[​IMG]
     
    Last edited: Apr 14, 2013
  6. archangle13

    archangle13 Senior member

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    Is it safe to use Saphir reno, Saphir cream and then Kiwi wax together for shoes?
     
  7. cbfn

    cbfn Senior member

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    No, this will result in spontaneous combustion.
     
    Last edited: Apr 15, 2013
    1 person likes this.
  8. Numbernine

    Numbernine Senior member

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    all things in moderation . the wax only if a high shine is desired
     
  9. OzzyJones

    OzzyJones Senior member

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    If? What is this if of which you speak?
     
  10. archangle13

    archangle13 Senior member

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    I don't mind flaming-hot shoes. [​IMG]

    Let me clarify. Is it advisable to use Saphir and Kiwi products in combination? That would mean Saphir reno, Saphir cream, and then Kiwi wax.

    I only have the Saphir reno and cream now, and I would love to go for a shine without having to import more Saphir considering where I am. The only wax available in my desert is Kiwi.
     
  11. RogerP

    RogerP Senior member

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    archangle13 - I am no expert, but I have combined products from different brands many times without any negative effects whatsoever. It may be that staying withing the same brand family will optimize results, but I'd be surprised if there were any chance of harm whatsoever from laying a coat of Kiwi wax polish on top of Saphir cream.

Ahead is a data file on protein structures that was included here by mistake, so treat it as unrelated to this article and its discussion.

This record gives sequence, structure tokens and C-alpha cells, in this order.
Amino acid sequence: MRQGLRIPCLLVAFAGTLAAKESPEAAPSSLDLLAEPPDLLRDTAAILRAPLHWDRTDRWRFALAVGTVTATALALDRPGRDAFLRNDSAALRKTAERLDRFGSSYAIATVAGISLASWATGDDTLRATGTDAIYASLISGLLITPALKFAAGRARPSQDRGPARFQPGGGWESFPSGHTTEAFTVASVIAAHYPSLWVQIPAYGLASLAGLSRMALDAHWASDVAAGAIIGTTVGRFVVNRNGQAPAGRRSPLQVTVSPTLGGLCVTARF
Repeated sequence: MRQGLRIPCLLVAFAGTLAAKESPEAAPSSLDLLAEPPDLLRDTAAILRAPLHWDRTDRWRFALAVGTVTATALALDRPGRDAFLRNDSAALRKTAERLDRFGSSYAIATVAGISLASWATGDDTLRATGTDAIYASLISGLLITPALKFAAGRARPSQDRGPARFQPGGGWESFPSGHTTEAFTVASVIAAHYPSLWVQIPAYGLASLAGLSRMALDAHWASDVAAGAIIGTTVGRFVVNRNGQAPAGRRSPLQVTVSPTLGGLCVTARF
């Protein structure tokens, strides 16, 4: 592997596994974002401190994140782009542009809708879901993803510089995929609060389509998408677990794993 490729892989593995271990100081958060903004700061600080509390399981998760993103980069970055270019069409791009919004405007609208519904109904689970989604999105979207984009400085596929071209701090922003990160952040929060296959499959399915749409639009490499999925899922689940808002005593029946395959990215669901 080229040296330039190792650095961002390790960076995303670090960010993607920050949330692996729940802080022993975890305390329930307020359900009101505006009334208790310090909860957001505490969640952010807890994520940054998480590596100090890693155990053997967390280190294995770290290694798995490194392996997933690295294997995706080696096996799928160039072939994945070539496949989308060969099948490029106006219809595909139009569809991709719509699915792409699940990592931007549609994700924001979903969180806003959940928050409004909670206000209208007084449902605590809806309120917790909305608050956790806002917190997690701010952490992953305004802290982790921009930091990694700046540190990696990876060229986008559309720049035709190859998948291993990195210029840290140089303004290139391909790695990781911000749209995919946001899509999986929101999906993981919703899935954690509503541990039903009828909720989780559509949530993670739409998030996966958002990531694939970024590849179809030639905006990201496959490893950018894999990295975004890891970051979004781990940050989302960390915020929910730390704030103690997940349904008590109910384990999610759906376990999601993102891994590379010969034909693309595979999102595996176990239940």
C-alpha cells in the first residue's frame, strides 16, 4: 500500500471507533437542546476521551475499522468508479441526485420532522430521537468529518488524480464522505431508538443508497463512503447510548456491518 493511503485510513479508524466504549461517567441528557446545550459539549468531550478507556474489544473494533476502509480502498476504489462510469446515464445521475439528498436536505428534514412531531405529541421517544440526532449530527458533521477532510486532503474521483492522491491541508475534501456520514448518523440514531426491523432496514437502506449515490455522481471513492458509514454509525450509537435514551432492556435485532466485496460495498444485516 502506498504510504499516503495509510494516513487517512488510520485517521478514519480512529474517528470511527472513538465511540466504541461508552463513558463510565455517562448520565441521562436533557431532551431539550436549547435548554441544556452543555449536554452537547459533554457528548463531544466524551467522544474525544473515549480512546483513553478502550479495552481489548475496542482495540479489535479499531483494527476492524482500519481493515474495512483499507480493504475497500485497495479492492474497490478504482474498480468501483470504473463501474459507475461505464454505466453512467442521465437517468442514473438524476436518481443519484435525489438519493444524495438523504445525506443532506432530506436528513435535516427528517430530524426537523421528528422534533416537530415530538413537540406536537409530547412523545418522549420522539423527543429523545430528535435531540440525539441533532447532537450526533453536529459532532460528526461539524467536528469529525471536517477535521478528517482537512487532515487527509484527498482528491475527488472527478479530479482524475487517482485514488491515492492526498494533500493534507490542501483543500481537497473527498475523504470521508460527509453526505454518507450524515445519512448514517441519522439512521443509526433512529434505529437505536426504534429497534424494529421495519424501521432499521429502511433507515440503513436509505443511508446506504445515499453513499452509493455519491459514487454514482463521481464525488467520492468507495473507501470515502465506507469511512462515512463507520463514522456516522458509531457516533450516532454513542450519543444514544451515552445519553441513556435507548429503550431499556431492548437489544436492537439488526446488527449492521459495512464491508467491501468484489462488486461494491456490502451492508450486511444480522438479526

12. OzzyJones

    OzzyJones Senior member

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    No Ill effects whatsoever
     
    Last edited: Apr 15, 2013
  13. Al in Philly

    Al in Philly Senior member

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    It's common knowledge that mixing of Saphir products and Kiwi products makes a deadly poison.
     
  14. OzzyJones

    OzzyJones Senior member

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  15. phototristan

    phototristan Senior member

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    interesting video. i think he is using way too many products for shell cordovan, no?:


    for leather, this seems like it would be a good treatment though.

    i'm curious about the dye, can this be done to shell cordovan effectively? anything I would need to be aware of in attempting it?
     
  16. chogall

    chogall Senior member